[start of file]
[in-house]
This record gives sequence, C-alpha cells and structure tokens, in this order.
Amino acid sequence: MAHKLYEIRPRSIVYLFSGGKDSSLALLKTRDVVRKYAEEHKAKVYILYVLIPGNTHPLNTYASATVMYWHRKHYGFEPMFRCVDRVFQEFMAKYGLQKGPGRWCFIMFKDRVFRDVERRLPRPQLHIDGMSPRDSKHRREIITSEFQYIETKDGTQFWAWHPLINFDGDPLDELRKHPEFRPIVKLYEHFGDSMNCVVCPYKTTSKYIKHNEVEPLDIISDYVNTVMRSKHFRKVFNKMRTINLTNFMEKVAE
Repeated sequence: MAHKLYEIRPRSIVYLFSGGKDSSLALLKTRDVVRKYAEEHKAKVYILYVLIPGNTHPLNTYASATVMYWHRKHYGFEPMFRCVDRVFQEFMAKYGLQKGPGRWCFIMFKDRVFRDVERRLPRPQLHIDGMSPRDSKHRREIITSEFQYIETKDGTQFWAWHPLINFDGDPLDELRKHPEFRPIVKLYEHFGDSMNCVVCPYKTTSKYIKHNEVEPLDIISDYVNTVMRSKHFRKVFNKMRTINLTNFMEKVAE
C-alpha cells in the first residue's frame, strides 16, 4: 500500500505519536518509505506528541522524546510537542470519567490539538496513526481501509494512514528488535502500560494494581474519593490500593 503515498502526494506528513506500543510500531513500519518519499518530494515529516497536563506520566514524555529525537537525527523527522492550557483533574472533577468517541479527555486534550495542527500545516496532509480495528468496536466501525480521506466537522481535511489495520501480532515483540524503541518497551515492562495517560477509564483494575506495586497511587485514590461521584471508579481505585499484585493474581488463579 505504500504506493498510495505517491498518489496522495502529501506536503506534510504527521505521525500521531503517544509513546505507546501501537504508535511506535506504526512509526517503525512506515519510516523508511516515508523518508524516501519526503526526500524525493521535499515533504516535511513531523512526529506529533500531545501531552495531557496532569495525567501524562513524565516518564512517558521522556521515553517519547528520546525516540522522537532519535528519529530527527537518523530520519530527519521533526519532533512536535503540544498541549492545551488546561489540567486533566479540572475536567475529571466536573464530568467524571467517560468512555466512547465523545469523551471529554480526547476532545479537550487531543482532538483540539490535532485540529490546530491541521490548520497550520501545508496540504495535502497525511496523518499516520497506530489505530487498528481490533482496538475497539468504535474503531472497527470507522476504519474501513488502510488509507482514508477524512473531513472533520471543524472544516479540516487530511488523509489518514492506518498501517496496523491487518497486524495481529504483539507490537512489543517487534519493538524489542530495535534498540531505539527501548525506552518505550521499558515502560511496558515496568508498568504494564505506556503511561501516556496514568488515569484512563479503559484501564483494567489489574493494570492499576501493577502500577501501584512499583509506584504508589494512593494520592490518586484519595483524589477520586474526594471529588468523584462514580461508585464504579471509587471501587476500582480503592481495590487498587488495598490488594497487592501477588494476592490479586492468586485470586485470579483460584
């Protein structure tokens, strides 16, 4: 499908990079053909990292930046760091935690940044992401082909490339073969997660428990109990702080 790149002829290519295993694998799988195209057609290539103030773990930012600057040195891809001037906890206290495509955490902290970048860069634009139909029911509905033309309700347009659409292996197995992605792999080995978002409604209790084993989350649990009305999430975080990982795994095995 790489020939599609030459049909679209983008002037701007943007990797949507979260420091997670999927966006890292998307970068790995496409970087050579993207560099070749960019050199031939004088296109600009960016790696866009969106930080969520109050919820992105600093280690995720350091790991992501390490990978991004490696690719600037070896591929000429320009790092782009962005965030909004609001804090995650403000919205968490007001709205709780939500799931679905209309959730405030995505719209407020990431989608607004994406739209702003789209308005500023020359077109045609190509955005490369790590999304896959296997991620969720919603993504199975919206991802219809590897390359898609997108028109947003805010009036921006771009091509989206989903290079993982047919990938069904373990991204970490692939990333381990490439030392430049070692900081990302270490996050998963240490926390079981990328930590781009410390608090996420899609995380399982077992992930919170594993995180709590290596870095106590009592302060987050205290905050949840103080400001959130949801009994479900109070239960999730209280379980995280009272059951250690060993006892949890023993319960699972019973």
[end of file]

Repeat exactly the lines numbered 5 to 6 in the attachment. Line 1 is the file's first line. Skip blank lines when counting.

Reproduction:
C-alpha cells in the first residue's frame, strides 16, 4: 500500500505519536518509505506528541522524546510537542470519567490539538496513526481501509494512514528488535502500560494494581474519593490500593 503515498502526494506528513506500543510500531513500519518519499518530494515529516497536563506520566514524555529525537537525527523527522492550557483533574472533577468517541479527555486534550495542527500545516496532509480495528468496536466501525480521506466537522481535511489495520501480532515483540524503541518497551515492562495517560477509564483494575506495586497511587485514590461521584471508579481505585499484585493474581488463579 505504500504506493498510495505517491498518489496522495502529501506536503506534510504527521505521525500521531503517544509513546505507546501501537504508535511506535506504526512509526517503525512506515519510516523508511516515508523518508524516501519526503526526500524525493521535499515533504516535511513531523512526529506529533500531545501531552495531557496532569495525567501524562513524565516518564512517558521522556521515553517519547528520546525516540522522537532519535528519529530527527537518523530520519530527519521533526519532533512536535503540544498541549492545551488546561489540567486533566479540572475536567475529571466536573464530568467524571467517560468512555466512547465523545469523551471529554480526547476532545479537550487531543482532538483540539490535532485540529490546530491541521490548520497550520501545508496540504495535502497525511496523518499516520497506530489505530487498528481490533482496538475497539468504535474503531472497527470507522476504519474501513488502510488509507482514508477524512473531513472533520471543524472544516479540516487530511488523509489518514492506518498501517496496523491487518497486524495481529504483539507490537512489543517487534519493538524489542530495535534498540531505539527501548525506552518505550521499558515502560511496558515496568508498568504494564505506556503511561501516556496514568488515569484512563479503559484501564483494567489489574493494570492499576501493577502500577501501584512499583509506584504508589494512593494520592490518586484519595483524589477520586474526594471529588468523584462514580461508585464504579471509587471501587476500582480503592481495590487498587488495598490488594497487592501477588494476592490479586492468586485470586485470579483460584
């Protein structure tokens, strides 16, 4: 499908990079053909990292930046760091935690940044992401082909490339073969997660428990109990702080 790149002829290519295993694998799988195209057609290539103030773990930012600057040195891809001037906890206290495509955490902290970048860069634009139909029911509905033309309700347009659409292996197995992605792999080995978002409604209790084993989350649990009305999430975080990982795994095995 790489020939599609030459049909679209983008002037701007943007990797949507979260420091997670999927966006890292998307970068790995496409970087050579993207560099070749960019050199031939004088296109600009960016790696866009969106930080969520109050919820992105600093280690995720350091790991992501390490990978991004490696690719600037070896591929000429320009790092782009962005965030909004609001804090995650403000919205968490007001709205709780939500799931679905209309959730405030995505719209407020990431989608607004994406739209702003789209308005500023020359077109045609190509955005490369790590999304896959296997991620969720919603993504199975919206991802219809590897390359898609997108028109947003805010009036921006771009091509989206989903290079993982047919990938069904373990991204970490692939990333381990490439030392430049070692900081990302270490996050998963240490926390079981990328930590781009410390608090996420899609995380399982077992992930919170594993995180709590290596870095106590009592302060987050205290905050949840103080400001959130949801009994479900109070239960999730209280379980995280009272059951250690060993006892949890023993319960699972019973």